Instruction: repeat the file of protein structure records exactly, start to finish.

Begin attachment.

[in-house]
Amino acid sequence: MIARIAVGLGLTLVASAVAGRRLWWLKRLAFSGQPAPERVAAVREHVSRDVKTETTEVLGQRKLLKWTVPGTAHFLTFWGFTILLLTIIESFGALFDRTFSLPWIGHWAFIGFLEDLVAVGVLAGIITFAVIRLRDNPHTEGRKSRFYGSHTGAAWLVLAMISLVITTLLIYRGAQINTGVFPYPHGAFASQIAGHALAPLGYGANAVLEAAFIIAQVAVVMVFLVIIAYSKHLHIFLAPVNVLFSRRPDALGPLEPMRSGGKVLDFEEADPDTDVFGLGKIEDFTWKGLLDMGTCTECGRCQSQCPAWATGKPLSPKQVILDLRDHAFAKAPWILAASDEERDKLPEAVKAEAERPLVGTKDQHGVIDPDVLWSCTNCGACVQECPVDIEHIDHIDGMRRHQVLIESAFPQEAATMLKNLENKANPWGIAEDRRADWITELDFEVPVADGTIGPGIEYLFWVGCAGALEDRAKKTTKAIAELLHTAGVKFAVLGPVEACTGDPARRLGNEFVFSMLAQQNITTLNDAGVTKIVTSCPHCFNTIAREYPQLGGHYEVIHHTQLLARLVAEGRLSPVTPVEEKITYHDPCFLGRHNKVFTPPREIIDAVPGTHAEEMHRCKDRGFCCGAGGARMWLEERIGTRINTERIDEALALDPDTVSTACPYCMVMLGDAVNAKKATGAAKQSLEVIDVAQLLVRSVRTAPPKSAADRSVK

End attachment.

[in-house]
Amino acid sequence: MIARIAVGLGLTLVASAVAGRRLWWLKRLAFSGQPAPERVAAVREHVSRDVKTETTEVLGQRKLLKWTVPGTAHFLTFWGFTILLLTIIESFGALFDRTFSLPWIGHWAFIGFLEDLVAVGVLAGIITFAVIRLRDNPHTEGRKSRFYGSHTGAAWLVLAMISLVITTLLIYRGAQINTGVFPYPHGAFASQIAGHALAPLGYGANAVLEAAFIIAQVAVVMVFLVIIAYSKHLHIFLAPVNVLFSRRPDALGPLEPMRSGGKVLDFEEADPDTDVFGLGKIEDFTWKGLLDMGTCTECGRCQSQCPAWATGKPLSPKQVILDLRDHAFAKAPWILAASDEERDKLPEAVKAEAERPLVGTKDQHGVIDPDVLWSCTNCGACVQECPVDIEHIDHIDGMRRHQVLIESAFPQEAATMLKNLENKANPWGIAEDRRADWITELDFEVPVADGTIGPGIEYLFWVGCAGALEDRAKKTTKAIAELLHTAGVKFAVLGPVEACTGDPARRLGNEFVFSMLAQQNITTLNDAGVTKIVTSCPHCFNTIAREYPQLGGHYEVIHHTQLLARLVAEGRLSPVTPVEEKITYHDPCFLGRHNKVFTPPREIIDAVPGTHAEEMHRCKDRGFCCGAGGARMWLEERIGTRINTERIDEALALDPDTVSTACPYCMVMLGDAVNAKKATGAAKQSLEVIDVAQLLVRSVRTAPPKSAADRSVK